For one in four Americans, mental illness - like any physical disease or disorder - is a part of every day life. But individuals of varying ethnicities, genders and backgrounds, struggle with more than the symptoms of their disorders on a daily basis. They also deal with the unfounded, widespread stigma that characterizes individuals with mental illness as unstable, violent or dangerous.
The UNC Charlotte College of Health and Human Services Department of Social Work - in collaboration with the UNC Center for Excellence in Community Mental Health, Mental Health Association of Central Carolinas, Person Centered Partnerships’ Bridges program, and Occasio, Inc. - seek to help reduce that stigma in the Charlotte region with The Art of Recovery, a free, community event to feature artwork created by individuals who have been diagnosed with mental illness.
The exhibit will be on display from 3:30 - 6:30 PM, March 21, in UNC Charlotte Center City building, located at 320 9th St., Charlotte. The work, provided by local artists and the UNC Center for Excellence in Community Mental Health’s "Brushes with Life: Art, Artists, and Mental Illness" art exhibit celebrates the diversity of people. Brief, interactive videos placed throughout the exhibit will further educate attendees about the stigma associated with mental illness, the power of art as an aspect of their recovery, and other mental health-related issues.
The Art of Recovery event will include a free, public reception with light refreshments beginning at 3:30 PM. Students, faculty members and community partners will have the opportunity to meet some of the exhibit’s artists and view a documentary film by filmmaker Philip Brubaker from 4:30 - 5:00 PM. A brief discussion with the filmmaker will take place from 5:00 - 5:30 PM. A second screening of the film will take place at 5:30 PM. Attendees will have the opportunity to meet the artists and enjoy refreshments after the initial screening.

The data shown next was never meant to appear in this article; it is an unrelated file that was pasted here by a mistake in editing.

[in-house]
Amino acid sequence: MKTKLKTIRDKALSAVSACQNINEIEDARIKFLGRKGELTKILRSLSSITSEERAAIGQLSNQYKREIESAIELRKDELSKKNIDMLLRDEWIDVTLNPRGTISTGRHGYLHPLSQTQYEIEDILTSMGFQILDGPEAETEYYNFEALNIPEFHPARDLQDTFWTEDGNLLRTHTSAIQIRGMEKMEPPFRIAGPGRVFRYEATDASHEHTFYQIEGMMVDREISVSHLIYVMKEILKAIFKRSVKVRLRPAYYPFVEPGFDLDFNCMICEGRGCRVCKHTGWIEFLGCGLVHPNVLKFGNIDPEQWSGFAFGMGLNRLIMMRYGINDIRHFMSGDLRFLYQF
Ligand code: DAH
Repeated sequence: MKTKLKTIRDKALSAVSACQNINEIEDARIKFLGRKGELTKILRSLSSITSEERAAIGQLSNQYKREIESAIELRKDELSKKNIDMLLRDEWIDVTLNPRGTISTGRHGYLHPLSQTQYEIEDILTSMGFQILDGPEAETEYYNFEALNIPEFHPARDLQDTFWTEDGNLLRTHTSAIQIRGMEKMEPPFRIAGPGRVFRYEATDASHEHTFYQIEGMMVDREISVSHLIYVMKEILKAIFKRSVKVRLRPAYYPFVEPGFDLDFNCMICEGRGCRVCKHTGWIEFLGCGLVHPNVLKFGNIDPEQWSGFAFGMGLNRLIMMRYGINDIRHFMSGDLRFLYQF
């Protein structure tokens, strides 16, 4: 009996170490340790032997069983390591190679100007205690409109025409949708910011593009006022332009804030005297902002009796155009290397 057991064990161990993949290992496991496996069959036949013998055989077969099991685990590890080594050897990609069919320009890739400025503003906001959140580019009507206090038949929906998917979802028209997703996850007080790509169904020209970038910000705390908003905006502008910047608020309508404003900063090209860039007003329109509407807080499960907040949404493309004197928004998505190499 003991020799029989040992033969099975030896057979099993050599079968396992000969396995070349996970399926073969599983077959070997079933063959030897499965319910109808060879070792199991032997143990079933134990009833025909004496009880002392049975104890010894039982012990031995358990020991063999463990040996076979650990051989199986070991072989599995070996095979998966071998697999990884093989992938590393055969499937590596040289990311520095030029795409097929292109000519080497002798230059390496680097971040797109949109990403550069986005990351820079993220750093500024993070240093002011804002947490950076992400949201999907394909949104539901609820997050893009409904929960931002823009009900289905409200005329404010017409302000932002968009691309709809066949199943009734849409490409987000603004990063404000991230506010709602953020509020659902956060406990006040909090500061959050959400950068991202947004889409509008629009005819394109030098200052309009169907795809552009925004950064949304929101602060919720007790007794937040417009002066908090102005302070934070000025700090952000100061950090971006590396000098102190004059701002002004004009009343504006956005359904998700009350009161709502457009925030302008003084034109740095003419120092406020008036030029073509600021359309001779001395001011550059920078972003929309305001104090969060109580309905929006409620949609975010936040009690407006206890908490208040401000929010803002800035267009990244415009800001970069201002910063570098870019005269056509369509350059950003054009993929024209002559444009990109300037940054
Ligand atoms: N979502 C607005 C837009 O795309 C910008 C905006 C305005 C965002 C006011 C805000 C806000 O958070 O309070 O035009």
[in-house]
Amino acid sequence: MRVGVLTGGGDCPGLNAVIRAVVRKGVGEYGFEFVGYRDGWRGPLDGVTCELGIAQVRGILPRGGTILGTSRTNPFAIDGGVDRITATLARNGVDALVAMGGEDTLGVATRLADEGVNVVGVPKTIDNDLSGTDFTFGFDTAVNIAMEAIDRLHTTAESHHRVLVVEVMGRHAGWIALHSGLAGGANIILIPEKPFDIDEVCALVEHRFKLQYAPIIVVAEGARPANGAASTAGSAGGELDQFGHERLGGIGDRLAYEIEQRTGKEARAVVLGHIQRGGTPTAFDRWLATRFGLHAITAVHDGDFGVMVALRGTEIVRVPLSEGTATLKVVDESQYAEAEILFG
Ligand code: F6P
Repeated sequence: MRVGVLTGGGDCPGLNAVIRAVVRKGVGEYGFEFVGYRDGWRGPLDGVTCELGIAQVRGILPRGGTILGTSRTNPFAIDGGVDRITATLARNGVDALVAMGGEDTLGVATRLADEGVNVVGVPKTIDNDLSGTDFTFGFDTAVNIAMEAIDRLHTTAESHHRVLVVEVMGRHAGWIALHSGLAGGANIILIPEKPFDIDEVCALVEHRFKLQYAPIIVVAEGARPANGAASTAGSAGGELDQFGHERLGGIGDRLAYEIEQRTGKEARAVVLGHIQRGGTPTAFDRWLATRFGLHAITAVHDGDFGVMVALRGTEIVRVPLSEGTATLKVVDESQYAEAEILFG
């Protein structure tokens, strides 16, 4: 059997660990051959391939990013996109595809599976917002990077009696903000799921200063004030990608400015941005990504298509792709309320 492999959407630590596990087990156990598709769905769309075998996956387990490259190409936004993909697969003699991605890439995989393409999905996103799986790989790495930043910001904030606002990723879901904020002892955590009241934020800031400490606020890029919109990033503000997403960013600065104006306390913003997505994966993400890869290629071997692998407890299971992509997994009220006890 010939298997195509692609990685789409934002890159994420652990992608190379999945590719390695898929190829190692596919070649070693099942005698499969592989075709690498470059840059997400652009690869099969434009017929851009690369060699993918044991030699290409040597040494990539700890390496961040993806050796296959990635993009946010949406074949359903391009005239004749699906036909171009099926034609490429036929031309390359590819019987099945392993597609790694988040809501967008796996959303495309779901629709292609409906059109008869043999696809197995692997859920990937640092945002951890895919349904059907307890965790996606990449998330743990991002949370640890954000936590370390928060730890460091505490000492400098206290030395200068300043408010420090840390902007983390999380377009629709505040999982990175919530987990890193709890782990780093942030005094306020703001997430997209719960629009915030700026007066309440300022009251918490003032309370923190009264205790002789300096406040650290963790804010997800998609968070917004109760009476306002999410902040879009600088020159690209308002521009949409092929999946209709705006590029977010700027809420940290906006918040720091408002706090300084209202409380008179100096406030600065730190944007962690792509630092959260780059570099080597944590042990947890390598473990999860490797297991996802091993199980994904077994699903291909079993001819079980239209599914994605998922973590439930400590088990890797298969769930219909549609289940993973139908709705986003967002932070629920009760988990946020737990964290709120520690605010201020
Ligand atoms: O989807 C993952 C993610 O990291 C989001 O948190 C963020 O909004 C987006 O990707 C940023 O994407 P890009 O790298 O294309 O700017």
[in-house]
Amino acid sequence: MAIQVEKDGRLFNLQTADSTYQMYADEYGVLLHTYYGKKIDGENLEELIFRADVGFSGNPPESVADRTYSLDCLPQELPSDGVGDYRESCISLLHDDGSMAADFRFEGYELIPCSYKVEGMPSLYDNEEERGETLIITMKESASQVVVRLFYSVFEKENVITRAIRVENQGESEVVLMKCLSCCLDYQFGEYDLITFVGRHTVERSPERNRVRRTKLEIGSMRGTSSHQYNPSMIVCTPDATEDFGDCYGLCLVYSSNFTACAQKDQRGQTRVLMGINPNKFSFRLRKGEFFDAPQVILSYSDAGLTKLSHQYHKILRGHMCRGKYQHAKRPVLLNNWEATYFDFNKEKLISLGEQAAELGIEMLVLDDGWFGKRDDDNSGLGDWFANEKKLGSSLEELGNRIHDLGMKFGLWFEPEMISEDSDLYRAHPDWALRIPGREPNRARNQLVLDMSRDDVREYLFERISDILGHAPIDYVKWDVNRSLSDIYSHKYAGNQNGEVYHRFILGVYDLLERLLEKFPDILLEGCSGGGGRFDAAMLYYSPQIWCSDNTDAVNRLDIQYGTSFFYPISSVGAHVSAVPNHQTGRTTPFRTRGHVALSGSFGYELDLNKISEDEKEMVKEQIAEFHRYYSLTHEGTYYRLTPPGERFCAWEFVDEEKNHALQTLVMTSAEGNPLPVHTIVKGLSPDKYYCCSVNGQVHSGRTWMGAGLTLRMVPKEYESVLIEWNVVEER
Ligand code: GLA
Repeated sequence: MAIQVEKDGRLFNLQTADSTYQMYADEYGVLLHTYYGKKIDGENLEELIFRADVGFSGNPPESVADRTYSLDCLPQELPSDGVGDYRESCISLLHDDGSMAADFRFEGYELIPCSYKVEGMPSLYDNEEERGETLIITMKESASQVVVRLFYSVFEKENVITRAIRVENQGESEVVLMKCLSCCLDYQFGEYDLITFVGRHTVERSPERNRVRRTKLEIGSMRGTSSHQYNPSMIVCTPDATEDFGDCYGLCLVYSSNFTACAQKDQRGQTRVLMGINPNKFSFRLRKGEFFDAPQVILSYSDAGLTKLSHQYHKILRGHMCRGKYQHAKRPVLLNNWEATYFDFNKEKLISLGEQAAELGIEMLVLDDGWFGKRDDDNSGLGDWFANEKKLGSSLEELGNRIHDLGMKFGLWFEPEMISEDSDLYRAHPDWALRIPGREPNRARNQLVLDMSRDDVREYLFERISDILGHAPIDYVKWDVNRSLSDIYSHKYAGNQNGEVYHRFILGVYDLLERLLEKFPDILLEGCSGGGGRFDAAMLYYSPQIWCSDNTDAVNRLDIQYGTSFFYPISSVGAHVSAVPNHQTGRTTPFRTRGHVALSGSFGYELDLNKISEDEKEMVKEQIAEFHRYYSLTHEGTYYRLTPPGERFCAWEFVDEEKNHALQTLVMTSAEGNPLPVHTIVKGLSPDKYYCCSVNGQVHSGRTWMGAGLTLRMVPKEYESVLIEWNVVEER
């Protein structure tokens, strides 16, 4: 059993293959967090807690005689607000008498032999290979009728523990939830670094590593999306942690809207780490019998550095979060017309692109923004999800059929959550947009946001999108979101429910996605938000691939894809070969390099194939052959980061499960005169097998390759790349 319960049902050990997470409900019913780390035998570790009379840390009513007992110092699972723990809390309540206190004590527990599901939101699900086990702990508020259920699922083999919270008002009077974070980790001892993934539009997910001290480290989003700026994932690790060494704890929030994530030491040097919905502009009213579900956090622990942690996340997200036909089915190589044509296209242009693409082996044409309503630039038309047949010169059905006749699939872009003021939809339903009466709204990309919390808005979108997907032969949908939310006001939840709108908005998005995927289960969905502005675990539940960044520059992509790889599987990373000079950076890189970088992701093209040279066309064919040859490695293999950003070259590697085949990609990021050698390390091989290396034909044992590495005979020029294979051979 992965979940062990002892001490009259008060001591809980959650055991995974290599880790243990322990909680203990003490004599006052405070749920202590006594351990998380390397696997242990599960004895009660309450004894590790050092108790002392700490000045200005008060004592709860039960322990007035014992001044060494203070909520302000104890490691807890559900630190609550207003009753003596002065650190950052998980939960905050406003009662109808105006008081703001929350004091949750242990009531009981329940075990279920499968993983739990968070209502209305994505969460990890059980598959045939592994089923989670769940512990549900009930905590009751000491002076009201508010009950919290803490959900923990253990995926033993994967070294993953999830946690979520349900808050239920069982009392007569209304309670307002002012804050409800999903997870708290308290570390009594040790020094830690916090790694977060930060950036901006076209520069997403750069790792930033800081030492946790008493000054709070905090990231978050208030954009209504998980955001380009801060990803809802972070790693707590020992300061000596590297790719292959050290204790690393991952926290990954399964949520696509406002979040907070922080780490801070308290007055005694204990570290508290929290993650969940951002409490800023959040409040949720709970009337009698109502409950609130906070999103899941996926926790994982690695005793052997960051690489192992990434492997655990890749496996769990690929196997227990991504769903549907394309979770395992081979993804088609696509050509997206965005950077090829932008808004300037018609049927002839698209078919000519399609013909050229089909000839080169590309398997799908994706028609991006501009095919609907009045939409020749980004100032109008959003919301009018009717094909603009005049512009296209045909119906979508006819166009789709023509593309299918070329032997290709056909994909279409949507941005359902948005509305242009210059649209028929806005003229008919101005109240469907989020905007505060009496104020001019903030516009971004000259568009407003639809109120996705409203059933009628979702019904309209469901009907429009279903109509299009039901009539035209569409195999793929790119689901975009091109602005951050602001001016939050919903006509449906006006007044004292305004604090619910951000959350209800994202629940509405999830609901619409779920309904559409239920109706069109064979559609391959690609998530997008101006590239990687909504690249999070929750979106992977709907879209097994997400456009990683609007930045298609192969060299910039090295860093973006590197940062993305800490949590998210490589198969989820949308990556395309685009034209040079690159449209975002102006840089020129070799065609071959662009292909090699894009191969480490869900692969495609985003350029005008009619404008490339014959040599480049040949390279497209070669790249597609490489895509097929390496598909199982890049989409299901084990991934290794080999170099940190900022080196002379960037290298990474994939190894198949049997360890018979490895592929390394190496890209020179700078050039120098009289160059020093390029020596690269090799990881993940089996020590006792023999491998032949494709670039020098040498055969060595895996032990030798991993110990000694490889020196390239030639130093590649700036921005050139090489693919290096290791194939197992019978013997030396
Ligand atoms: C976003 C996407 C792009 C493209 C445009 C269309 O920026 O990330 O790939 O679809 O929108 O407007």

Brubaker’s film, "Brushes with Life,” was nominated for a 2009 VOICE Award and received an honorable mention. The Voice Awards recognize mental health leaders and advocates who raise awareness and understanding of mental health issues, and work to include mental health patients in everyday, social life.
Sue Marchetti, coordinator of field education and lecturer in the Department of Social Work, said the exhibit, reception and screening are to help participants and the campus community better understand that mental illness is only one aspect of a person’s life and personality.
"It’s very important that people in the Charlotte community recognize mental health as a form of diversity," Marchetti said. "Through The Art of Recovery and personal interaction with the exhibit’s artists, we hope to bridge the social gap between patients with mental illness and the general public by highlighting the biases, discrimination and stereotypes that mentally ill individuals often face."
The event is funded by a grant from the UNC Charlotte Chancellor’s Diversity Fund. The Chancellor’s Diversity Fund supports faculty, staff and student programs that promote the importance of diversity in intellectual life on UNC Charlotte’s campus.
The event is free; registration is required.